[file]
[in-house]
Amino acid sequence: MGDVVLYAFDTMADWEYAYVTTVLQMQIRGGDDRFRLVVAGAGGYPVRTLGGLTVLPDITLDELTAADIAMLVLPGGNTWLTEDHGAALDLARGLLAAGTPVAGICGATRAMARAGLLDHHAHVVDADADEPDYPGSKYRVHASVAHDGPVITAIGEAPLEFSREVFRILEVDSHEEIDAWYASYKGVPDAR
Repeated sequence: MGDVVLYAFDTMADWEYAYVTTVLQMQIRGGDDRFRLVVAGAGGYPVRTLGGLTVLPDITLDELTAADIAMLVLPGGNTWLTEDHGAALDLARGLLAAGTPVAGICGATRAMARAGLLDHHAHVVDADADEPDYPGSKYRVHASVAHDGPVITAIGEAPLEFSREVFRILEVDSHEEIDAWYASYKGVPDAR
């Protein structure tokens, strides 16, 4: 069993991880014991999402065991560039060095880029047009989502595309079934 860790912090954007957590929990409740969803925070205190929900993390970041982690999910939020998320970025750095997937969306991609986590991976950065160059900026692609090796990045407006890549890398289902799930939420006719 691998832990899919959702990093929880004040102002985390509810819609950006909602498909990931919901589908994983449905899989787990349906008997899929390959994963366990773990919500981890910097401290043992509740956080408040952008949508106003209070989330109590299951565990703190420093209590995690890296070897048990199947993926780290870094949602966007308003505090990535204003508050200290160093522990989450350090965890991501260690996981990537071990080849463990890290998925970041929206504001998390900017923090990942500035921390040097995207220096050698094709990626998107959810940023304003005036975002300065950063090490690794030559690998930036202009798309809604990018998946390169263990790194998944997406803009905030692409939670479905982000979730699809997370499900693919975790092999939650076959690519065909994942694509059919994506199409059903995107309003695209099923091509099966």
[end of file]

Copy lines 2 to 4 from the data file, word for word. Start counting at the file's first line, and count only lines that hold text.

Amino acid sequence: MGDVVLYAFDTMADWEYAYVTTVLQMQIRGGDDRFRLVVAGAGGYPVRTLGGLTVLPDITLDELTAADIAMLVLPGGNTWLTEDHGAALDLARGLLAAGTPVAGICGATRAMARAGLLDHHAHVVDADADEPDYPGSKYRVHASVAHDGPVITAIGEAPLEFSREVFRILEVDSHEEIDAWYASYKGVPDAR
Repeated sequence: MGDVVLYAFDTMADWEYAYVTTVLQMQIRGGDDRFRLVVAGAGGYPVRTLGGLTVLPDITLDELTAADIAMLVLPGGNTWLTEDHGAALDLARGLLAAGTPVAGICGATRAMARAGLLDHHAHVVDADADEPDYPGSKYRVHASVAHDGPVITAIGEAPLEFSREVFRILEVDSHEEIDAWYASYKGVPDAR
């Protein structure tokens, strides 16, 4: 069993991880014991999402065991560039060095880029047009989502595309079934 860790912090954007957590929990409740969803925070205190929900993390970041982690999910939020998320970025750095997937969306991609986590991976950065160059900026692609090796990045407006890549890398289902799930939420006719 691998832990899919959702990093929880004040102002985390509810819609950006909602498909990931919901589908994983449905899989787990349906008997899929390959994963366990773990919500981890910097401290043992509740956080408040952008949508106003209070989330109590299951565990703190420093209590995690890296070897048990199947993926780290870094949602966007308003505090990535204003508050200290160093522990989450350090965890991501260690996981990537071990080849463990890290998925970041929206504001998390900017923090990942500035921390040097995207220096050698094709990626998107959810940023304003005036975002300065950063090490690794030559690998930036202009798309809604990018998946390169263990790194998944997406803009905030692409939670479905982000979730699809997370499900693919975790092999939650076959690519065909994942694509059919994506199409059903995107309003695209099923091509099966």